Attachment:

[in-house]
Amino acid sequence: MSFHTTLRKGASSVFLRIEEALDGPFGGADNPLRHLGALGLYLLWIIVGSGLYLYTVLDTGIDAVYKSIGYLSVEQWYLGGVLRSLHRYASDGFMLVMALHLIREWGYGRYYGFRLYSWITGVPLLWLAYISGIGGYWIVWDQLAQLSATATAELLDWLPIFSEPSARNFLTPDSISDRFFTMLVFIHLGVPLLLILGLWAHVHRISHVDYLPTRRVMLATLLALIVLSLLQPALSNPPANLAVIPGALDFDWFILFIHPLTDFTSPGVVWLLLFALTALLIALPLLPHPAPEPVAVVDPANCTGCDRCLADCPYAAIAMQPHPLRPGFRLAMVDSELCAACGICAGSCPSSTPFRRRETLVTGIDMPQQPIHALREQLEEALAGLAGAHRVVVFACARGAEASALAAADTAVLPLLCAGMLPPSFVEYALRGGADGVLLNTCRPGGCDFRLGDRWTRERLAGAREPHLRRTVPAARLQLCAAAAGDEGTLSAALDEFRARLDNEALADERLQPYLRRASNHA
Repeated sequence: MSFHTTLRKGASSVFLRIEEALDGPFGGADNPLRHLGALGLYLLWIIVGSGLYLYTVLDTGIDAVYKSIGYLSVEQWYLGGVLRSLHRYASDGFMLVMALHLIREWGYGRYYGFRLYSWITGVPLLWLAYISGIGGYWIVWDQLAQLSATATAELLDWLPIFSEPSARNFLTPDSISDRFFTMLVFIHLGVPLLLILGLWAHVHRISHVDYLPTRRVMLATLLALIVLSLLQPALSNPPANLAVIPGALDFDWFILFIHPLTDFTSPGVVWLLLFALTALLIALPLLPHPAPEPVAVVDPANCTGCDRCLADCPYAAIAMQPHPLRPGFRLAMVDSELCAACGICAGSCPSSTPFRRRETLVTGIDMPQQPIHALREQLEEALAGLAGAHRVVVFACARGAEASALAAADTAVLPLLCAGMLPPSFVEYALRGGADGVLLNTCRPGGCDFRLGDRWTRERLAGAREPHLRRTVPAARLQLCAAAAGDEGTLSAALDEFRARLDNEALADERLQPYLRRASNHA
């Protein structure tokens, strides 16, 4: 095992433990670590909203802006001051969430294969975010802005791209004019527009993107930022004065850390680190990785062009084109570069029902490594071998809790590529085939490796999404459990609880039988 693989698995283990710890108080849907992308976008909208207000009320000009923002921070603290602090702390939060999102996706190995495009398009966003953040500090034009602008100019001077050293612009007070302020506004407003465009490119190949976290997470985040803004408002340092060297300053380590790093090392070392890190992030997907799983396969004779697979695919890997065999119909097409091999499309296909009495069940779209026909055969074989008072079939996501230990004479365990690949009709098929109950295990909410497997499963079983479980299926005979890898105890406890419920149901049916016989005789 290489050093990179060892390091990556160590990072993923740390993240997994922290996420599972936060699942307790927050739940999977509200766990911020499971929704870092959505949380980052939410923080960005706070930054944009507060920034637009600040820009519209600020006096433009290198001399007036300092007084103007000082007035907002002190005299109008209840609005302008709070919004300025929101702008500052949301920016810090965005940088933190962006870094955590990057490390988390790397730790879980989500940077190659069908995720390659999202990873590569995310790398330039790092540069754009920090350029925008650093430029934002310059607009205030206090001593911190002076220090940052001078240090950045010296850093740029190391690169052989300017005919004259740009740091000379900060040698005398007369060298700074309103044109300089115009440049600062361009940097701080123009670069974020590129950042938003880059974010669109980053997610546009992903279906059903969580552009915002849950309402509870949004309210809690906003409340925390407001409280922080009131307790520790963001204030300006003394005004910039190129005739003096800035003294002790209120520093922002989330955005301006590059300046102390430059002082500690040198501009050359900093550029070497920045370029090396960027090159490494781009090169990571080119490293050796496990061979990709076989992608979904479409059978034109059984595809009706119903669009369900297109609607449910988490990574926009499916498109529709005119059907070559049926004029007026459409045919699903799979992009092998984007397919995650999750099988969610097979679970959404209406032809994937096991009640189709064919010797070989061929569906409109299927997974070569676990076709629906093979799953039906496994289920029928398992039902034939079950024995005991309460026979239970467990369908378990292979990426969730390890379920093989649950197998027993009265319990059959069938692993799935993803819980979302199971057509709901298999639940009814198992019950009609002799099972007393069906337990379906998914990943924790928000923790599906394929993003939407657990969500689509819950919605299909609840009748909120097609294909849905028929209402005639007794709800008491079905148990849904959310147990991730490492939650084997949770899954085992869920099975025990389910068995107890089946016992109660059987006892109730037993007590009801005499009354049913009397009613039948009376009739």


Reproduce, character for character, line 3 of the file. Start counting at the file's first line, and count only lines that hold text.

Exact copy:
Repeated sequence: MSFHTTLRKGASSVFLRIEEALDGPFGGADNPLRHLGALGLYLLWIIVGSGLYLYTVLDTGIDAVYKSIGYLSVEQWYLGGVLRSLHRYASDGFMLVMALHLIREWGYGRYYGFRLYSWITGVPLLWLAYISGIGGYWIVWDQLAQLSATATAELLDWLPIFSEPSARNFLTPDSISDRFFTMLVFIHLGVPLLLILGLWAHVHRISHVDYLPTRRVMLATLLALIVLSLLQPALSNPPANLAVIPGALDFDWFILFIHPLTDFTSPGVVWLLLFALTALLIALPLLPHPAPEPVAVVDPANCTGCDRCLADCPYAAIAMQPHPLRPGFRLAMVDSELCAACGICAGSCPSSTPFRRRETLVTGIDMPQQPIHALREQLEEALAGLAGAHRVVVFACARGAEASALAAADTAVLPLLCAGMLPPSFVEYALRGGADGVLLNTCRPGGCDFRLGDRWTRERLAGAREPHLRRTVPAARLQLCAAAAGDEGTLSAALDEFRARLDNEALADERLQPYLRRASNHA